Event Reports

South Sudanese Artists and their role in Building Peace and National Unity

When artists use verbal and nonverbal communication strategies which challenge, teach and inspire, communities begin to idealize and disclose the hidden truths that are deeply rooted in their human experiences. It is upon this background that NoSSCOU, the network of south Sudanese civil society organizations in Uganda through their member organization, AnaTaban organized a public dialogue to discuss the role of the south Sudanese artists in promoting peace and national unity in the conflict ravaged country. The dialogue took place on 20th May 2018 at Makerere University.

Since the war started in South Sudan, painters have illustrated what is going in the country. Musicians have sung songs to sensitize the public and criticize the corrupt and war-loving politicians. Poets and spoken word artists have emerged are now part of the intelligentsia of the South Sudanese society. The South Sudanese artists are using art that originates from their everyday lives and personal experiences to create meanings and sensitize the citizens. This way, they are a making a contribution towards building a better and more peaceful South Sudan. When used constructively, the creative arts can fundamentally change the discourse around conflict and promote peace building. This is because various creative arts platforms offer innovative ways for expressing feelings, complex situations in simplified, compelling and easily understood ways.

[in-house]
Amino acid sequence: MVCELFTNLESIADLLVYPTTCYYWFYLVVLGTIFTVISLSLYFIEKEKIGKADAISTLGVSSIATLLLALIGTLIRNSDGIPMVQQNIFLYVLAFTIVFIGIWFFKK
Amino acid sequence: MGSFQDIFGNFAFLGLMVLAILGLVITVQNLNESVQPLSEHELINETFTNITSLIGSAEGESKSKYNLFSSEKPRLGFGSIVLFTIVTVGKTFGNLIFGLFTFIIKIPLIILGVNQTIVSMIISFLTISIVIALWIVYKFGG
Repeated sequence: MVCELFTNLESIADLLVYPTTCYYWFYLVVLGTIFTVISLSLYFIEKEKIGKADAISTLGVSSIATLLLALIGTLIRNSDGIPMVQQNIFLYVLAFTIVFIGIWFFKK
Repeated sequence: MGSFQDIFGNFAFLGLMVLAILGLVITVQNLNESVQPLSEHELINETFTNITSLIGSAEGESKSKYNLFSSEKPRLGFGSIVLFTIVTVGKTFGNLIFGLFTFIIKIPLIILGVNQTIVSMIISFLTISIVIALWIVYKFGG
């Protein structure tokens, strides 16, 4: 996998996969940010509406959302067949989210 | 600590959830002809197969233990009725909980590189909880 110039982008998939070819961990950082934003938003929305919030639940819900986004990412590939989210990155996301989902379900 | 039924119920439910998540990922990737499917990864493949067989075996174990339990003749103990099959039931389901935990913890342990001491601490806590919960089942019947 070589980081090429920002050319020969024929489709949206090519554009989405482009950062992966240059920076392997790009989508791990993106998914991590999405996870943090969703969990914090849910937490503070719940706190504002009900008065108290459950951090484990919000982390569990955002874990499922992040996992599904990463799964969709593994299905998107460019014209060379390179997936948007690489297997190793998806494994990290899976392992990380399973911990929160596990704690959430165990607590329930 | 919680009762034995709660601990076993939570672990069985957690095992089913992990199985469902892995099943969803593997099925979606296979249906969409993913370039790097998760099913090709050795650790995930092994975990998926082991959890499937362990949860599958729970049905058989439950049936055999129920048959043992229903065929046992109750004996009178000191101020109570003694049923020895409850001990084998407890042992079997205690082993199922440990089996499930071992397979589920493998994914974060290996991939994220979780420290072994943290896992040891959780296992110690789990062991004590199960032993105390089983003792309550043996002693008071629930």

In her welcome address, Grace Andrua the deputy chair of the network emphasized the importance of music and the role it plays to heal broken hearts and nations. Grace gave the example Emmanuel Kembe’s songs which acted as revolutionary anthems for South Sudan’s liberation struggles reiterating that his music inspired and restored hope among south Sudanese regardless of their ethnic divides and identities.

The team leader of AnaTaban in Uganda, Patrick Godi also upheld the role the creative arts play and he emphasized that the new breed of South Sudanese artists are today being nurtured and supported by the organization by offering a unique platform where their talents are nurtured and harnessed to promote peace and development in the country. AnaTaban is investing South Sudan’s creative arts because artists through their creative mediums act as the mirror of society and they reflect what is going on in societies.

Creative artists also contribute towards peace building and reconciliation because arts enhance the spirit of comradeship and solidarity which bonds populations to work together for a common cause. This is particularly important in South Sudan where the need for solidarity to promote national unity and identity is glaringly evident.

The creative arts too can be used as a tool to constructively criticize and hold politicians accountable for their actions. Artists like Yvonne Chaka and Lucky Dube used music to criticize the apartheid regime and significantly contributed to destroy one of the most systemic racial injustices in the world. This point was re-echoed by Saab Jay, a south Sudanese Reggae artist who uses his music to criticize south Sudanese politicians for not minding about the plight of the ordinary citizens. According to him “No fish survives without water. South Sudanese are the water and the politicians are the fish. They need us to swim, less they will drown”.